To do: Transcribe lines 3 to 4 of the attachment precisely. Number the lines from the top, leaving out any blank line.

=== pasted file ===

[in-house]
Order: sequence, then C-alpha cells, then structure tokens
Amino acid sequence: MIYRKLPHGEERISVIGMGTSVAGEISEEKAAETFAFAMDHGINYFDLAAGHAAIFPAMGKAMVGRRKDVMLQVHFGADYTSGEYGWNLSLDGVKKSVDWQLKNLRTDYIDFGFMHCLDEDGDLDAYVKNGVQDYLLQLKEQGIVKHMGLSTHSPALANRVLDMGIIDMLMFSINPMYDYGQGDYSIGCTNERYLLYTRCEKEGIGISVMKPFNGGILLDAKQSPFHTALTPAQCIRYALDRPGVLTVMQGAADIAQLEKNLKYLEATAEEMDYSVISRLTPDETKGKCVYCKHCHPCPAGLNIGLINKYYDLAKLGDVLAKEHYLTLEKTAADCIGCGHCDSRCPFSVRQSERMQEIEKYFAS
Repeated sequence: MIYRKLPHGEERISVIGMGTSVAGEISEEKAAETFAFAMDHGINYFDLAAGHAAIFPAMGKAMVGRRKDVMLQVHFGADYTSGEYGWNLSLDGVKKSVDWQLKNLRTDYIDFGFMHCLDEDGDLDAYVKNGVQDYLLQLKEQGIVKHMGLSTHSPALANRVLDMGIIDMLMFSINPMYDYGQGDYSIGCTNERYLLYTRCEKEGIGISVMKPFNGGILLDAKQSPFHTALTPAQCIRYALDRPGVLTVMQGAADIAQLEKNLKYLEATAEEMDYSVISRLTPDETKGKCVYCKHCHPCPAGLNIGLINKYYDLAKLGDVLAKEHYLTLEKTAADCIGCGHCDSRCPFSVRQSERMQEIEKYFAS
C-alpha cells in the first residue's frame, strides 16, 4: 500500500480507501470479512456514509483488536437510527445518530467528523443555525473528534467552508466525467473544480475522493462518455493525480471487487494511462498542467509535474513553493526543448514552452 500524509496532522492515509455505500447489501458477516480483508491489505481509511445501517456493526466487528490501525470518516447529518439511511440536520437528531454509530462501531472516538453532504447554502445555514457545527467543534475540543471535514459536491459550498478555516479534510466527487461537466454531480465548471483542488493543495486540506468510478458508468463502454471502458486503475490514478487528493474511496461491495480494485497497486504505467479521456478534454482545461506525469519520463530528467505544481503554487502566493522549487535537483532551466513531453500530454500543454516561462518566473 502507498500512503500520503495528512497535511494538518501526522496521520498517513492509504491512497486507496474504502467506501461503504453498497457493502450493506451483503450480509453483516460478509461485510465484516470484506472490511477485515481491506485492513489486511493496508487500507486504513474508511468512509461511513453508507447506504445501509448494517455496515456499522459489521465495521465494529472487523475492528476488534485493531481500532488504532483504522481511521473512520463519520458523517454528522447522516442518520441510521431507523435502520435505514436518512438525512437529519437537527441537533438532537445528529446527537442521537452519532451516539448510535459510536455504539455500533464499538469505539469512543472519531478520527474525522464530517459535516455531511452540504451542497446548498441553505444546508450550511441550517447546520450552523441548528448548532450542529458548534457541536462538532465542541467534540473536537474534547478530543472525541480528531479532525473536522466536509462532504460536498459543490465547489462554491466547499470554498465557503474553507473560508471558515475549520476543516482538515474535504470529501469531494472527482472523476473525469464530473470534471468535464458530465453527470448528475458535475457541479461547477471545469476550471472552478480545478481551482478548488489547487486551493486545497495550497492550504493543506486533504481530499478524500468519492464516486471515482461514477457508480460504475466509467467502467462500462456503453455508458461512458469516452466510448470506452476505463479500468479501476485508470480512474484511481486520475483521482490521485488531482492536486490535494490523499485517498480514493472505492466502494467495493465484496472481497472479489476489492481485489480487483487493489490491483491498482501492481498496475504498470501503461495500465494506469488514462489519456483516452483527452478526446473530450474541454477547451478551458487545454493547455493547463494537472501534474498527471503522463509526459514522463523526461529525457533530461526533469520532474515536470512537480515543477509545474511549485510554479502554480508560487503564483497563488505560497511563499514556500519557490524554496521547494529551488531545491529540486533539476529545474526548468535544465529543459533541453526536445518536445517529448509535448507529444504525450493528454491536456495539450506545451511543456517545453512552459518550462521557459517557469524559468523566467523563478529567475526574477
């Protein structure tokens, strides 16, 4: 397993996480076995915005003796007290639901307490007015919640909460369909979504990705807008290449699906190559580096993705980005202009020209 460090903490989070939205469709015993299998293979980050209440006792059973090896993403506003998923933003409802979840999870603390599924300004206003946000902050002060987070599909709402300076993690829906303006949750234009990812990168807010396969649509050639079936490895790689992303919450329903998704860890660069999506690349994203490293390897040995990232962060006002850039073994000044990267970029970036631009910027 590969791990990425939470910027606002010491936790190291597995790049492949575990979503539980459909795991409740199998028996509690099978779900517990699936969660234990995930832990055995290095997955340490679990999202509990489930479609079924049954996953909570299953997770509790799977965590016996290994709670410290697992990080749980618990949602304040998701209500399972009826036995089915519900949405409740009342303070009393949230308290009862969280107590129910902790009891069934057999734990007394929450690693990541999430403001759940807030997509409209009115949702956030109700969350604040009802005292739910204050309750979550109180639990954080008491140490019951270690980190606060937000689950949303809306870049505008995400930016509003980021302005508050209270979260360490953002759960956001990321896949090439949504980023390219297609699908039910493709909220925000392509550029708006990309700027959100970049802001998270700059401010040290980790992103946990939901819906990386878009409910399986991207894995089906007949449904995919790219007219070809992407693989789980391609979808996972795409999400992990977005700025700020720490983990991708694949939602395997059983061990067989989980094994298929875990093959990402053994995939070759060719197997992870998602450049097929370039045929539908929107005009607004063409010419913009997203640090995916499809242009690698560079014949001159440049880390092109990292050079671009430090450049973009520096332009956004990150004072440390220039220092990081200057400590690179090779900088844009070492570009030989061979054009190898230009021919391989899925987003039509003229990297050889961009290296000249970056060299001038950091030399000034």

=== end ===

Amino acid sequence: MIYRKLPHGEERISVIGMGTSVAGEISEEKAAETFAFAMDHGINYFDLAAGHAAIFPAMGKAMVGRRKDVMLQVHFGADYTSGEYGWNLSLDGVKKSVDWQLKNLRTDYIDFGFMHCLDEDGDLDAYVKNGVQDYLLQLKEQGIVKHMGLSTHSPALANRVLDMGIIDMLMFSINPMYDYGQGDYSIGCTNERYLLYTRCEKEGIGISVMKPFNGGILLDAKQSPFHTALTPAQCIRYALDRPGVLTVMQGAADIAQLEKNLKYLEATAEEMDYSVISRLTPDETKGKCVYCKHCHPCPAGLNIGLINKYYDLAKLGDVLAKEHYLTLEKTAADCIGCGHCDSRCPFSVRQSERMQEIEKYFAS
Repeated sequence: MIYRKLPHGEERISVIGMGTSVAGEISEEKAAETFAFAMDHGINYFDLAAGHAAIFPAMGKAMVGRRKDVMLQVHFGADYTSGEYGWNLSLDGVKKSVDWQLKNLRTDYIDFGFMHCLDEDGDLDAYVKNGVQDYLLQLKEQGIVKHMGLSTHSPALANRVLDMGIIDMLMFSINPMYDYGQGDYSIGCTNERYLLYTRCEKEGIGISVMKPFNGGILLDAKQSPFHTALTPAQCIRYALDRPGVLTVMQGAADIAQLEKNLKYLEATAEEMDYSVISRLTPDETKGKCVYCKHCHPCPAGLNIGLINKYYDLAKLGDVLAKEHYLTLEKTAADCIGCGHCDSRCPFSVRQSERMQEIEKYFAS